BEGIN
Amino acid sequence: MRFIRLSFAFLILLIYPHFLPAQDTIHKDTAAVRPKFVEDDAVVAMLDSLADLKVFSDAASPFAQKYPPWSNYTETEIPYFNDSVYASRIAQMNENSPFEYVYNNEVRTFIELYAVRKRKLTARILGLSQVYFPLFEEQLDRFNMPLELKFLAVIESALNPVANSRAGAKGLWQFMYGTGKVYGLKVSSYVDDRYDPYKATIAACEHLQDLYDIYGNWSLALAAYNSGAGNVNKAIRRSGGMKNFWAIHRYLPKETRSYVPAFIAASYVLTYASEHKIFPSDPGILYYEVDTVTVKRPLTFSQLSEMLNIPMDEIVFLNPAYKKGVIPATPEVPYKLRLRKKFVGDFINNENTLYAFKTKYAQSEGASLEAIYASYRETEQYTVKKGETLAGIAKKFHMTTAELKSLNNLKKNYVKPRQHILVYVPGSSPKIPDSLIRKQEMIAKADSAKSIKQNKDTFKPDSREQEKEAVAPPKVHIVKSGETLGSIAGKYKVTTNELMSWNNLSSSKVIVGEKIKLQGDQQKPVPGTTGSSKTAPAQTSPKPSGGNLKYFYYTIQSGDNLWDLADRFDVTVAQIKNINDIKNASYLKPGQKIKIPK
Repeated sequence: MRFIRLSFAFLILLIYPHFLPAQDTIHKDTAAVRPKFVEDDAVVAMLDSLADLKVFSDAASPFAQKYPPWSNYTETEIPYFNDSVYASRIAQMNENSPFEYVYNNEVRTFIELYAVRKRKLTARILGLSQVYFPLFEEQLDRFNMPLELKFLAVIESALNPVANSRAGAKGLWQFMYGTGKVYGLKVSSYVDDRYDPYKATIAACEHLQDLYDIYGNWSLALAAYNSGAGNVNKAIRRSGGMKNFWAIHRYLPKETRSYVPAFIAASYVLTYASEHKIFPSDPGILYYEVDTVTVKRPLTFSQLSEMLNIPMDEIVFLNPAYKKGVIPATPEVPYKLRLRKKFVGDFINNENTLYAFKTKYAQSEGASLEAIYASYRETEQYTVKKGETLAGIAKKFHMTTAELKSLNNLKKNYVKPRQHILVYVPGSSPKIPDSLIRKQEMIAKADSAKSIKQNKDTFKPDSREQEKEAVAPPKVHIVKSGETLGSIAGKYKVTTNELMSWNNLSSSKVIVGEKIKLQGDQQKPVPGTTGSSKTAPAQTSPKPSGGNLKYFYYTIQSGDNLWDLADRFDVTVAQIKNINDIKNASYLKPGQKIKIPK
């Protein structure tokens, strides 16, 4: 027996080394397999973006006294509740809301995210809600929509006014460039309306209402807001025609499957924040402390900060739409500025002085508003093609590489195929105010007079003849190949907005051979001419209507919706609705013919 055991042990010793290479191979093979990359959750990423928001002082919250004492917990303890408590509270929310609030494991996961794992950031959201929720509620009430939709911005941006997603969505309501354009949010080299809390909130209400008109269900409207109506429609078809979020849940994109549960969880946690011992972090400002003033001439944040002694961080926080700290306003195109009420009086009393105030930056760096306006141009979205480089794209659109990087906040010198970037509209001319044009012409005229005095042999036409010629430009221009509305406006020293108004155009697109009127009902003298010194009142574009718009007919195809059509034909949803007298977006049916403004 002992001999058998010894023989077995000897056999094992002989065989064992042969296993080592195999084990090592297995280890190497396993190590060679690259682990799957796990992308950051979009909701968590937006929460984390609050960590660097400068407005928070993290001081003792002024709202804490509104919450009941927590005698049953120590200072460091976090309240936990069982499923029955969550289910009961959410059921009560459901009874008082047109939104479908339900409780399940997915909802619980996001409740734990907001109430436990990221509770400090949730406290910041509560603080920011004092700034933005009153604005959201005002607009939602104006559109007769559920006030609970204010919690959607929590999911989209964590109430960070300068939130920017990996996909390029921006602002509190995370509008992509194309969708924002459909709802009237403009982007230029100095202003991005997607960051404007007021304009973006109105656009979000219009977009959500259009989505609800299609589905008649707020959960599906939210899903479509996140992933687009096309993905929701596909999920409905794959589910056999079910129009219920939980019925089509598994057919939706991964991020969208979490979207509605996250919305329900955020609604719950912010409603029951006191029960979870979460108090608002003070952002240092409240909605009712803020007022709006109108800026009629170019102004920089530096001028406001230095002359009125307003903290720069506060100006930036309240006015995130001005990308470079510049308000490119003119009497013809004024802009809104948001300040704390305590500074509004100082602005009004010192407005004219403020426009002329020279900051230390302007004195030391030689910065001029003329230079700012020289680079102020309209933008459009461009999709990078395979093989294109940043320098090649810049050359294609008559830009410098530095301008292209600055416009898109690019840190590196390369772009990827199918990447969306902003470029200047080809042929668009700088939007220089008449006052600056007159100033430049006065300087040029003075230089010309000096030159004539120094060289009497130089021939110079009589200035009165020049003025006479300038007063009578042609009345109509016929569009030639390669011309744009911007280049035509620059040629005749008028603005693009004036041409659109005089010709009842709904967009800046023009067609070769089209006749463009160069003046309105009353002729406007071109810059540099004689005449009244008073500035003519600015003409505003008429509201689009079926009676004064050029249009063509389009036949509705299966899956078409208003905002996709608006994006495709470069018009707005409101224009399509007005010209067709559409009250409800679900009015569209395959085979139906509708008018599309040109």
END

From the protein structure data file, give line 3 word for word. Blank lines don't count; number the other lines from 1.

């Protein structure tokens, strides 16, 4: 027996080394397999973006006294509740809301995210809600929509006014460039309306209402807001025609499957924040402390900060739409500025002085508003093609590489195929105010007079003849190949907005051979001419209507919706609705013919 055991042990010793290479191979093979990359959750990423928001002082919250004492917990303890408590509270929310609030494991996961794992950031959201929720509620009430939709911005941006997603969505309501354009949010080299809390909130209400008109269900409207109506429609078809979020849940994109549960969880946690011992972090400002003033001439944040002694961080926080700290306003195109009420009086009393105030930056760096306006141009979205480089794209659109990087906040010198970037509209001319044009012409005229005095042999036409010629430009221009509305406006020293108004155009697109009127009902003298010194009142574009718009007919195809059509034909949803007298977006049916403004 002992001999058998010894023989077995000897056999094992002989065989064992042969296993080592195999084990090592297995280890190497396993190590060679690259682990799957796990992308950051979009909701968590937006929460984390609050960590660097400068407005928070993290001081003792002024709202804490509104919450009941927590005698049953120590200072460091976090309240936990069982499923029955969550289910009961959410059921009560459901009874008082047109939104479908339900409780399940997915909802619980996001409740734990907001109430436990990221509770400090949730406290910041509560603080920011004092700034933005009153604005959201005002607009939602104006559109007769559920006030609970204010919690959607929590999911989209964590109430960070300068939130920017990996996909390029921006602002509190995370509008992509194309969708924002459909709802009237403009982007230029100095202003991005997607960051404007007021304009973006109105656009979000219009977009959500259009989505609800299609589905008649707020959960599906939210899903479509996140992933687009096309993905929701596909999920409905794959589910056999079910129009219920939980019925089509598994057919939706991964991020969208979490979207509605996250919305329900955020609604719950912010409603029951006191029960979870979460108090608002003070952002240092409240909605009712803020007022709006109108800026009629170019102004920089530096001028406001230095002359009125307003903290720069506060100006930036309240006015995130001005990308470079510049308000490119003119009497013809004024802009809104948001300040704390305590500074509004100082602005009004010192407005004219403020426009002329020279900051230390302007004195030391030689910065001029003329230079700012020289680079102020309209933008459009461009999709990078395979093989294109940043320098090649810049050359294609008559830009410098530095301008292209600055416009898109690019840190590196390369772009990827199918990447969306902003470029200047080809042929668009700088939007220089008449006052600056007159100033430049006065300087040029003075230089010309000096030159004539120094060289009497130089021939110079009589200035009165020049003025006479300038007063009578042609009345109509016929569009030639390669011309744009911007280049035509620059040629005749008028603005693009004036041409659109005089010709009842709904967009800046023009067609070769089209006749463009160069003046309105009353002729406007071109810059540099004689005449009244008073500035003519600015003409505003008429509201689009079926009676004064050029249009063509389009036949509705299966899956078409208003905002996709608006994006495709470069018009707005409101224009399509007005010209067709559409009250409800679900009015569209395959085979139906509708008018599309040109």